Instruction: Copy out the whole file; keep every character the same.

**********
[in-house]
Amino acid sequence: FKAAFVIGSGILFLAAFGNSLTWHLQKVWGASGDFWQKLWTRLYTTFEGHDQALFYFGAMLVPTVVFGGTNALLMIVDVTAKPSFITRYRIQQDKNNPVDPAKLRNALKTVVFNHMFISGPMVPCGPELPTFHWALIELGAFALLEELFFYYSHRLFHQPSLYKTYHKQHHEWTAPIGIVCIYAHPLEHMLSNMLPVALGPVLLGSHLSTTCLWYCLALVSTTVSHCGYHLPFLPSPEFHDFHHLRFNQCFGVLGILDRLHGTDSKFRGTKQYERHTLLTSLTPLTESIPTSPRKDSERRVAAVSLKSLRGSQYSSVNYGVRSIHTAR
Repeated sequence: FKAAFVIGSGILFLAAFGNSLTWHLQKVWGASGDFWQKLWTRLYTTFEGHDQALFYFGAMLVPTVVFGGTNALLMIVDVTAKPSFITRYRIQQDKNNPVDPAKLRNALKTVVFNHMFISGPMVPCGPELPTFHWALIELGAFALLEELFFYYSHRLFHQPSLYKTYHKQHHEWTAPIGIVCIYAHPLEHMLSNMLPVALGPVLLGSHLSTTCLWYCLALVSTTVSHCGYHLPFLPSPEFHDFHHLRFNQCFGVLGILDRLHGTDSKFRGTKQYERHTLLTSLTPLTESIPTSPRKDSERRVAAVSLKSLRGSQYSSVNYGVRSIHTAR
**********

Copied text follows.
[in-house]
Amino acid sequence: FKAAFVIGSGILFLAAFGNSLTWHLQKVWGASGDFWQKLWTRLYTTFEGHDQALFYFGAMLVPTVVFGGTNALLMIVDVTAKPSFITRYRIQQDKNNPVDPAKLRNALKTVVFNHMFISGPMVPCGPELPTFHWALIELGAFALLEELFFYYSHRLFHQPSLYKTYHKQHHEWTAPIGIVCIYAHPLEHMLSNMLPVALGPVLLGSHLSTTCLWYCLALVSTTVSHCGYHLPFLPSPEFHDFHHLRFNQCFGVLGILDRLHGTDSKFRGTKQYERHTLLTSLTPLTESIPTSPRKDSERRVAAVSLKSLRGSQYSSVNYGVRSIHTAR
Repeated sequence: FKAAFVIGSGILFLAAFGNSLTWHLQKVWGASGDFWQKLWTRLYTTFEGHDQALFYFGAMLVPTVVFGGTNALLMIVDVTAKPSFITRYRIQQDKNNPVDPAKLRNALKTVVFNHMFISGPMVPCGPELPTFHWALIELGAFALLEELFFYYSHRLFHQPSLYKTYHKQHHEWTAPIGIVCIYAHPLEHMLSNMLPVALGPVLLGSHLSTTCLWYCLALVSTTVSHCGYHLPFLPSPEFHDFHHLRFNQCFGVLGILDRLHGTDSKFRGTKQYERHTLLTSLTPLTESIPTSPRKDSERRVAAVSLKSLRGSQYSSVNYGVRSIHTAR